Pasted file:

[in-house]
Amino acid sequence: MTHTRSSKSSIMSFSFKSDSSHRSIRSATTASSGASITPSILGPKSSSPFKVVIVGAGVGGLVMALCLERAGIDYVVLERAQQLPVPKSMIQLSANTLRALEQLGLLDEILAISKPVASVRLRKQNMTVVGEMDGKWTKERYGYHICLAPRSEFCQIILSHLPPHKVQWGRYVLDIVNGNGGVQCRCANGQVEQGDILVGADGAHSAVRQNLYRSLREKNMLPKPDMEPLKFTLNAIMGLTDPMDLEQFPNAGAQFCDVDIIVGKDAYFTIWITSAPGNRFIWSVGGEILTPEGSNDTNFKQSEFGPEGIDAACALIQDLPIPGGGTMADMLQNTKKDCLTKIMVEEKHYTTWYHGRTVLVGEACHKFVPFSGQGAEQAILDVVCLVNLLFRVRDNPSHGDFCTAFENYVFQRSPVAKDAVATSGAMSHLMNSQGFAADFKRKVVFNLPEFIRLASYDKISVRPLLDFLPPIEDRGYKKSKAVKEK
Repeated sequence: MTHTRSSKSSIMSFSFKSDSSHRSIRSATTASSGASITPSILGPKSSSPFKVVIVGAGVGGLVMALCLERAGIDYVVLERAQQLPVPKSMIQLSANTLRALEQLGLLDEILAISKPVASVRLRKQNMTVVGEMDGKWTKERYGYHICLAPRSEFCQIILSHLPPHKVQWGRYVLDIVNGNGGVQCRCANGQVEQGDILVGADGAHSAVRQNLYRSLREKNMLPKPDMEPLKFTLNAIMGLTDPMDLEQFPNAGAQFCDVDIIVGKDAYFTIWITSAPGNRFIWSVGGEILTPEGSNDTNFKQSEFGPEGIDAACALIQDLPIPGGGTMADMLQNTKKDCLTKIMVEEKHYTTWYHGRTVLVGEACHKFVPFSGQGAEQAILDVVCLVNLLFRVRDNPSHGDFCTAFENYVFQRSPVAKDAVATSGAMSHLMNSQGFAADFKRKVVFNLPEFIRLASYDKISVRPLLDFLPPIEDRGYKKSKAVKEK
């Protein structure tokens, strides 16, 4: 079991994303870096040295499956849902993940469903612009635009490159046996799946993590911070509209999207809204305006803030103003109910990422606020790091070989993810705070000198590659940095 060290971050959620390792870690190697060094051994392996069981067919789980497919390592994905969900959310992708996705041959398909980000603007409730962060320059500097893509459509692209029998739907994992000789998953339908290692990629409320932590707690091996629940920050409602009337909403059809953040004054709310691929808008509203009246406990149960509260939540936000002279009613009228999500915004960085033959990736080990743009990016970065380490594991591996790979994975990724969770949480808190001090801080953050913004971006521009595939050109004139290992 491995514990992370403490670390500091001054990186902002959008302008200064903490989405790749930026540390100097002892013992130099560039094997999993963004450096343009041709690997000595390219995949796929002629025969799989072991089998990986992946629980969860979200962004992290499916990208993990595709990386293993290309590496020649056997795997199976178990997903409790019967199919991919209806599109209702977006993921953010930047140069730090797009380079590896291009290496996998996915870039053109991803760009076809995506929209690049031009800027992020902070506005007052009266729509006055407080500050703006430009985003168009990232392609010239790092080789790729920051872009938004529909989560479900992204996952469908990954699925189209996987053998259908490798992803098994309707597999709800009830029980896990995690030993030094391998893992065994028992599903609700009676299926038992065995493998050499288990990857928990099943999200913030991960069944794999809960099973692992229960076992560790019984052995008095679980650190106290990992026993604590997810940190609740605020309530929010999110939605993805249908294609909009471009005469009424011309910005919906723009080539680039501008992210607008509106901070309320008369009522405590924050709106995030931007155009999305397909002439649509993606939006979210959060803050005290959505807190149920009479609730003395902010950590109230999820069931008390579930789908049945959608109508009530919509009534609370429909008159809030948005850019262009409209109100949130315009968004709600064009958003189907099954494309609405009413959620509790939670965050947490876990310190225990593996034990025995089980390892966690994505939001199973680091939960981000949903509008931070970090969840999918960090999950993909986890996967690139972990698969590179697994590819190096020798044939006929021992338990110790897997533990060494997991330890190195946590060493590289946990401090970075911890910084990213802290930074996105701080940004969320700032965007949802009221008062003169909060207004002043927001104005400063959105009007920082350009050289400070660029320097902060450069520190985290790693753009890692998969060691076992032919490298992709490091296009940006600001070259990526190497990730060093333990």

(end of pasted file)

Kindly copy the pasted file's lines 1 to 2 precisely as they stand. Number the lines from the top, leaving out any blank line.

[in-house]
Amino acid sequence: MTHTRSSKSSIMSFSFKSDSSHRSIRSATTASSGASITPSILGPKSSSPFKVVIVGAGVGGLVMALCLERAGIDYVVLERAQQLPVPKSMIQLSANTLRALEQLGLLDEILAISKPVASVRLRKQNMTVVGEMDGKWTKERYGYHICLAPRSEFCQIILSHLPPHKVQWGRYVLDIVNGNGGVQCRCANGQVEQGDILVGADGAHSAVRQNLYRSLREKNMLPKPDMEPLKFTLNAIMGLTDPMDLEQFPNAGAQFCDVDIIVGKDAYFTIWITSAPGNRFIWSVGGEILTPEGSNDTNFKQSEFGPEGIDAACALIQDLPIPGGGTMADMLQNTKKDCLTKIMVEEKHYTTWYHGRTVLVGEACHKFVPFSGQGAEQAILDVVCLVNLLFRVRDNPSHGDFCTAFENYVFQRSPVAKDAVATSGAMSHLMNSQGFAADFKRKVVFNLPEFIRLASYDKISVRPLLDFLPPIEDRGYKKSKAVKEK